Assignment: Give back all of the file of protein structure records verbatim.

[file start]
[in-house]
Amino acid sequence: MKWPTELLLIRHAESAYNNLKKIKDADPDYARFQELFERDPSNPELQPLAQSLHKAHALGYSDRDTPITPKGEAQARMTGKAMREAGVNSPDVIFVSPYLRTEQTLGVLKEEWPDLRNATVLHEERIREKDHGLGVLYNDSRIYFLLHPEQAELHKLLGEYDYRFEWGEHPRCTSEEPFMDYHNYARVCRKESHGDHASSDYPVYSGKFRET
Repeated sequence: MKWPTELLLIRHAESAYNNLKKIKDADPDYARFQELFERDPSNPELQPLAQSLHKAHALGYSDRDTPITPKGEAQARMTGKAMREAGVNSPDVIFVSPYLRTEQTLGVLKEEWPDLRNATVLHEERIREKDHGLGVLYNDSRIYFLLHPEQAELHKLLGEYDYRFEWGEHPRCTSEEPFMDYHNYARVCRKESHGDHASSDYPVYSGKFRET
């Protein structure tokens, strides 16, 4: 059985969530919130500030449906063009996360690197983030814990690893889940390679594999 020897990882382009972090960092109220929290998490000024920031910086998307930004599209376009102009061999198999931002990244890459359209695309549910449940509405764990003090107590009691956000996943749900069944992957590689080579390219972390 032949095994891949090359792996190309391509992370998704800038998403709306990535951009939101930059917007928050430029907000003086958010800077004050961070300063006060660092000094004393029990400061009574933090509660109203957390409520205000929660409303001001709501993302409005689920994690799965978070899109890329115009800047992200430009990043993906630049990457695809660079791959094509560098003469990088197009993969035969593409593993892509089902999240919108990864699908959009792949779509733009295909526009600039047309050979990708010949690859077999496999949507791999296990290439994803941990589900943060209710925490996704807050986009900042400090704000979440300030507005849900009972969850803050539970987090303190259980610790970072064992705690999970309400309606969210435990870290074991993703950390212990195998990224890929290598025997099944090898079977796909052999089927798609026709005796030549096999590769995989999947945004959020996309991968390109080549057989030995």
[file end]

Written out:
[in-house]
Amino acid sequence: MKWPTELLLIRHAESAYNNLKKIKDADPDYARFQELFERDPSNPELQPLAQSLHKAHALGYSDRDTPITPKGEAQARMTGKAMREAGVNSPDVIFVSPYLRTEQTLGVLKEEWPDLRNATVLHEERIREKDHGLGVLYNDSRIYFLLHPEQAELHKLLGEYDYRFEWGEHPRCTSEEPFMDYHNYARVCRKESHGDHASSDYPVYSGKFRET
Repeated sequence: MKWPTELLLIRHAESAYNNLKKIKDADPDYARFQELFERDPSNPELQPLAQSLHKAHALGYSDRDTPITPKGEAQARMTGKAMREAGVNSPDVIFVSPYLRTEQTLGVLKEEWPDLRNATVLHEERIREKDHGLGVLYNDSRIYFLLHPEQAELHKLLGEYDYRFEWGEHPRCTSEEPFMDYHNYARVCRKESHGDHASSDYPVYSGKFRET
């Protein structure tokens, strides 16, 4: 059985969530919130500030449906063009996360690197983030814990690893889940390679594999 020897990882382009972090960092109220929290998490000024920031910086998307930004599209376009102009061999198999931002990244890459359209695309549910449940509405764990003090107590009691956000996943749900069944992957590689080579390219972390 032949095994891949090359792996190309391509992370998704800038998403709306990535951009939101930059917007928050430029907000003086958010800077004050961070300063006060660092000094004393029990400061009574933090509660109203957390409520205000929660409303001001709501993302409005689920994690799965978070899109890329115009800047992200430009990043993906630049990457695809660079791959094509560098003469990088197009993969035969593409593993892509089902999240919108990864699908959009792949779509733009295909526009600039047309050979990708010949690859077999496999949507791999296990290439994803941990589900943060209710925490996704807050986009900042400090704000979440300030507005849900009972969850803050539970987090303190259980610790970072064992705690999970309400309606969210435990870290074991993703950390212990195998990224890929290598025997099944090898079977796909052999089927798609026709005796030549096999590769995989999947945004959020996309991968390109080549057989030995």